What other solution can we recommend to Homeland Security and the TSA to assure our safety or at least minimize the risk of a disaster. It is “us” not “them,” “we” may be need to try and be more cooperative as a culture…or at least when we travel.
On the other hand there is a choice, fly private aircraft, as there are (currently) less stringent screenings at the FBO’s.
What should be the process for screening thousands of passengers everyday? Lets work with the TSA, as they are “us.” If we all go through the same pain-process, when you look at your fellow passengers in flight, at least you know we did what could reasonably be done to assure our security and safety. That is what it is all about, safety.
Good blog, would like to read “the better way” to secure safe flights for the flying public.
Thank you, Paul
This is such a sad joke. I realize the TSA is trying to make for safer travel, but so many of their methods are completely ineffective.
The passenger screening process is a disgrace, but what I find equally appalling is the baggage screening process. I’ve completely stopped taking out my liquids bag…which hasn’t been found in my last 20+ trips. On multiple occasions I have noticed screeners deep in conversation and completely ignoring the X-ray monitor they are stationed at while the bags go through. It would seem quite easy for them to miss something while their attention is elsewhere.
@Paul: Thanks for your comment–allow me to answer your question.
Indeed, AIT does appear to be the best solution to date, but that doesn’t mean we should spend billions of dollars on it.
Do you remember “explosive trace portals” (ETP) [“puffers”] the “cutting edge” technology in 2005/06 that was supposed to keep us safe from bad people? The TSA spent over $2BN dollars on acquiring these machines WITHOUT EVER TESTING THEM OUTSIDE A CONTROLLED LAB ENVIRONMENT. Turns out the machines didn’t work in practice and were too expensive to repair–they’ve since been removed from all U.S. airports and their utility has been discredited.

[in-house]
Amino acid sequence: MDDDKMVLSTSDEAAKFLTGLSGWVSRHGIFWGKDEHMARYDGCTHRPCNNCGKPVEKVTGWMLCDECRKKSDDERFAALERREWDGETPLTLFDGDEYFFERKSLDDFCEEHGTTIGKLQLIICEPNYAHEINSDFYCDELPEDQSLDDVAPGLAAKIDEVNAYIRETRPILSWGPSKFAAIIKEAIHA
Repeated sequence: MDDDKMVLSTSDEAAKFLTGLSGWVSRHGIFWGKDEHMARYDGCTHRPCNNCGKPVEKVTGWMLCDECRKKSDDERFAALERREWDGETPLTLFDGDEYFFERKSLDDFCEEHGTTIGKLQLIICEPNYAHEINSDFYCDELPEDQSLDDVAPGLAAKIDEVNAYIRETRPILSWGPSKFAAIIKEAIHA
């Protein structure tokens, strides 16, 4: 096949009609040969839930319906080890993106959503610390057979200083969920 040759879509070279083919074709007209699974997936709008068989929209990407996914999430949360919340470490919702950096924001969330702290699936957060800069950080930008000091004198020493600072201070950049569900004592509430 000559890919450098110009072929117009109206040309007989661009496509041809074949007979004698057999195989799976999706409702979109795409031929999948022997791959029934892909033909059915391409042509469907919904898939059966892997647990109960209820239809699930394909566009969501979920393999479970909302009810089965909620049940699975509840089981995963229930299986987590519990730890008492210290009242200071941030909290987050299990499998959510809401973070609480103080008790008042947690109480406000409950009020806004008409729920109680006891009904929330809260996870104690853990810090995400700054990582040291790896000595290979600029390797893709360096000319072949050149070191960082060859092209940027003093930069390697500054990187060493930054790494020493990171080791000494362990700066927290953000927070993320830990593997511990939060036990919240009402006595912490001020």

Earlier this year the GAO warned Congress that it had the same concerns over the TSA’s AIT program. In fact, it is not at clear whether AIT could pick up the sort of homemade bomb that was brought aboard the NWA AMS-DTW flight last Christmas. That defeats the very purpose of acquiring these machines!
Flying private is not a realistic choice. Come on, that’s like telling people they can always walk instead of fly.
My solution is simple. Stop worrying. A society that is so afraid of its own shadow acts irrationaly and I am perfectly willing to “take my chances” (flying over 200,000 miles year) with a tradeoff between civil liberties and security: a standard metal detector. Shoes stay on, liquids stay in the bag. If you set off the metal detector, then you can choose a patdown or AIT.
But as a primary screening mechanism, I see no place for AIT and would say that even if the recent cargo bombing or Christmas Day bombing had succeeded.
It is my choice to walk, ride or fly. Putting your hands on me is not an option. You don’t make that decision, I do.
@R. Whit: I don’t understand you comment.
I’m with R. Whit. I’m fine with a magnetometer and with explosive sniffing, if it works. I’m even OK with a light pat-down, pointless as I think it is. But what passengers are describing is sexual assault, and if I’m assaulted, I will defend myself.